In 1936, John Maynard Keynes aptly dismissed the macroeconomic orthodoxy of the day that supply creates its own demand – a theory known as Say’s Law. Keynes’ reasoning was simple: without growing wages, employment, or productivity, consumers physically cannot demand more goods, irrespective of the quantity supplied, due to their personal financial constraints. It therefore appears nonsensical that 80 years on the U.S. Congress is attempting to force through a tax reform bill that flies flagrantly in the face of economic literacy by assuming that vast tax breaks to large corporations will serve to kickstart growth and productive investment – without a corresponding boost to variables such as wages or productivity.
The theory behind slashing corporation tax is that higher profit margins will allow firms to invest more in their business which will in turn improve the quality of physical capital and drive up wages as well. Some would even go as far as to argue that this additional economic activity could provide sufficient tax revenue to cover the losses from the lower rate. However, contrary to Mr Trump’s personal philosophy, the empirical data must be considered before conducting such dramatic reforms. Analysis conducted by the Peterson Institute for International Economics found that cuts to corporation tax since the 1960s, when the rate was at 50%, have had no effect on gross business investment as a percentage of GDP – which has consistently been at around 10%. However, corporate tax revenues as a percentage of corporate profits has decreased markedly – from around 40% to 20%.
The glaring issue raised by this data is around where the money is actually going. The repatriation tax cuts initiated by Bush in 2004 had no tangible impact on growth as the vast amount of additional profit was spent on stock buybacks, and it is extremely likely that this would continue to be the case if the Republican plan passes through Congress. Corporate profits as a % of GDP in the US are approaching an all-time high, but despite this investment is still low. This suggests that companies are not reluctant to invest through lack of available cash – but rather that they conclude that there is not sufficient demand for additional production, due to slowly rising wages and productivity. As such, increased investment is seen as potentially uneconomical for firms.
This point is clearly illustrated through the Bloomberg analysis of the finances of the tech giants in the U.S., which found that through the first 9 months of 2017, $55bn was spent on productive investment, compared to $190bn being kept in cash, dividends, and stock buybacks. It seems clear from this that it is not a lack of cash that is hindering investment. It follows that it is therefore extremely unlikely that an additional handout will serve any productive purpose at all, and the net impact on growth will be minimal. Kent Smetters, a former economic advisor to the White House who now oversees the Penn Wharton Budget Model, does not expect the legislation to produce any more than a 0.1% increase in annual growth rates over the next 10 years. The one area of the U.S. economy that is likely to see growth is the stock exchange – as increased demand through buybacks will continue to fuel asset price bubbles and exacerbate economic inequality.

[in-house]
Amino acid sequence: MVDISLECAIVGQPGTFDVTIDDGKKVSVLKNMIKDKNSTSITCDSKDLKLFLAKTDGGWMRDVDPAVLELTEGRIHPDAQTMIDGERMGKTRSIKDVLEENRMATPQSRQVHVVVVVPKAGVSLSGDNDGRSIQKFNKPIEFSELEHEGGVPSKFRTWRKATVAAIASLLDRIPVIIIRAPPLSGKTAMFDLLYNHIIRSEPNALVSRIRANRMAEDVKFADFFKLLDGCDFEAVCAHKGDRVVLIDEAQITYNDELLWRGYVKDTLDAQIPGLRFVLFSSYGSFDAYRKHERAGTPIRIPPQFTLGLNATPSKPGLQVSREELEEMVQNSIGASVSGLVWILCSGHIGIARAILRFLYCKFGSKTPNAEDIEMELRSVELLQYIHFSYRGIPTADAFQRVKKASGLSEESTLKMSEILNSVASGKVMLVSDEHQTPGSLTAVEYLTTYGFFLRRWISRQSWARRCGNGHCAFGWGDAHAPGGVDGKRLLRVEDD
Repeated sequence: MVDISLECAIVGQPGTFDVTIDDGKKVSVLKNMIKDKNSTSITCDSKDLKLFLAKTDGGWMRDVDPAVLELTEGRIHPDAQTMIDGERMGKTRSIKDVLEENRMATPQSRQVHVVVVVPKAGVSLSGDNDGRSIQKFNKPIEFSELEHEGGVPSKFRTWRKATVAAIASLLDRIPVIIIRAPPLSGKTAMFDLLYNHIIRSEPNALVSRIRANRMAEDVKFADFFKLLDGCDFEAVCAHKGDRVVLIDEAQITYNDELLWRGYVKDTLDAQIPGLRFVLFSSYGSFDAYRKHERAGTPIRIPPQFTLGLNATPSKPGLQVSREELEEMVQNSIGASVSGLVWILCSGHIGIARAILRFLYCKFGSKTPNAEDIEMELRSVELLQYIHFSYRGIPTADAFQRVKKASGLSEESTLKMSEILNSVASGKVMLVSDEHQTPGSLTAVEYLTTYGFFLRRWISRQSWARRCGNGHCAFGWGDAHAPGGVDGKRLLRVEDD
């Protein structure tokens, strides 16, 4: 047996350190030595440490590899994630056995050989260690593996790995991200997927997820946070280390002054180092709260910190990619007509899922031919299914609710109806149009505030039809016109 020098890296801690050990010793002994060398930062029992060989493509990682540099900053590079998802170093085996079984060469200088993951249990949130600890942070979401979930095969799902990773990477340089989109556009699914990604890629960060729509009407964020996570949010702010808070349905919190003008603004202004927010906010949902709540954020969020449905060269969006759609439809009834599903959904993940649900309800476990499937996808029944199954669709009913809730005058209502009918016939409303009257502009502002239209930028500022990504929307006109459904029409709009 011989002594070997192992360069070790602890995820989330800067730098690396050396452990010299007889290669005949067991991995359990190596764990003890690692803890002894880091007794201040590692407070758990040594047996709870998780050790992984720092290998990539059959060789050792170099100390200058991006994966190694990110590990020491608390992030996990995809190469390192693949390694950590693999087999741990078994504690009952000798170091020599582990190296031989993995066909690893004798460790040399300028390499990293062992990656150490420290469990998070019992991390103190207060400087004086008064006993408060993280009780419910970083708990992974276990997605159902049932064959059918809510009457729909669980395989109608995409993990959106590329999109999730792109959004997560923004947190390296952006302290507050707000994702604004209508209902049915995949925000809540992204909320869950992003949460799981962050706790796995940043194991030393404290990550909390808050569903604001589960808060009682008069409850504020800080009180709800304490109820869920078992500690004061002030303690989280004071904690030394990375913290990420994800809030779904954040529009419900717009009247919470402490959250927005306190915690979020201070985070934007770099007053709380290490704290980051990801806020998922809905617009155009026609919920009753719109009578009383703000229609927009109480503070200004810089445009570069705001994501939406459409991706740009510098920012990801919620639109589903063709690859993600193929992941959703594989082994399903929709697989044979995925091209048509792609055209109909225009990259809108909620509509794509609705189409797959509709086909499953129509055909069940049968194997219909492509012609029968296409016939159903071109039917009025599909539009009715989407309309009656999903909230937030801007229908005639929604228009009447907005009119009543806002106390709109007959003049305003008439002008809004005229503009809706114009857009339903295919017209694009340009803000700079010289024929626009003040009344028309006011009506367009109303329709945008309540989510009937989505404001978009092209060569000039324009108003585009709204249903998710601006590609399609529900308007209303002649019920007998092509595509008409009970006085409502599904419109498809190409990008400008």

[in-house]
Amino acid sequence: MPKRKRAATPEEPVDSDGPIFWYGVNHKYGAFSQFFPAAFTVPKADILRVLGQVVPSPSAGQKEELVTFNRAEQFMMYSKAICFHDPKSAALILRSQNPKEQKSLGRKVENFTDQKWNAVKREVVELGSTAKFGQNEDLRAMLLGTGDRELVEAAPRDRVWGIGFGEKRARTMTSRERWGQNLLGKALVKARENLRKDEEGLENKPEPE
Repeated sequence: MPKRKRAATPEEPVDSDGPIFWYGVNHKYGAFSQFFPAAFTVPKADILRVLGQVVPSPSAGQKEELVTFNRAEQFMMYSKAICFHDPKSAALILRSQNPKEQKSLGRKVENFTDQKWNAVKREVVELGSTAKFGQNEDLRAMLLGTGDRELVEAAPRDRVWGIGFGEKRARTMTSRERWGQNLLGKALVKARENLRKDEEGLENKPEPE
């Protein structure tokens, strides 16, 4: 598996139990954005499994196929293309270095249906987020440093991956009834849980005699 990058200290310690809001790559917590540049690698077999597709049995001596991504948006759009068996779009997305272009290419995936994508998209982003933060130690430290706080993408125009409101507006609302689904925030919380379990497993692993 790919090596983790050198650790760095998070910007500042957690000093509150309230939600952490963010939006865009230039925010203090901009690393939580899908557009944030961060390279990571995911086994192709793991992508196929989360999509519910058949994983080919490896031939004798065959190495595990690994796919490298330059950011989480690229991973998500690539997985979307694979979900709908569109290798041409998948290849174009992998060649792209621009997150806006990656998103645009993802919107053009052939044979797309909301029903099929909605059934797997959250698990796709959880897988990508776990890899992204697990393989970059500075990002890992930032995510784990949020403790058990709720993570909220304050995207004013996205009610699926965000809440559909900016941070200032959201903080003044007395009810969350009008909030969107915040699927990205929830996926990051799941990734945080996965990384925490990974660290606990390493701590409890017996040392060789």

The Republicans have attempted to brand this plan as relief for the American middle class. While there are headline clauses that hint this is not truly an equitable tax reform programme, such as tax relief for owners of private jets, more subtle analysis paints an even more insidious picture. One very tangible effect will be the $1.5tn black hole in public finances caused by loss of tax revenue over the next 10 years. This will necessitate future budget cuts if Congress is to adhere to its self-imposed fiscal targets. This means $136bn of cuts in federal spending in 2018 alone, which is likely to come through changes to health insurance and child benefits. Furthermore, the Tax Policy Centre estimated that by the time individual tax cuts have expired in 2027, more than 60% of the benefits would accrue to the wealthiest 1% of Americans. This damning statistic surely reveals the reality of the tax plan: its benefits will predominantly be felt by those whose wealth resides in stocks, who are certainly not the ‘hard working middle class’ that the Republicans claim to be championing.
The desire for genuine, reasoned tax reform transcends party lines, and this plan has elements which are certainly laudable. Under the current system interest on debt is treated as a business expense (as opposed to a return on capital) and is therefore a tax-deductible expense of the borrower. This provides a tax incentive to fund activity through debt rather than equity, which exacerbates the precarious levels of corporate debt in America. The plan passed through the Senate proposed capping the amount of tax-deductible interest at 30% of a company’s taxable earnings, although this is unlikely to affect many companies. This tentative step in the right direction demonstrates the potential for progressive reform, although it does not go far enough.
While there is a case for cutting corporation tax to kickstart investment in certain circumstances, the economic climate of astonishing corporate profits combined with stagnant wages indicates that the current plan will do little to generate the promised growth. This will merely serve to line the pockets of U.S. corporations ultimately at the expense of the Federal budget and worse, the American people.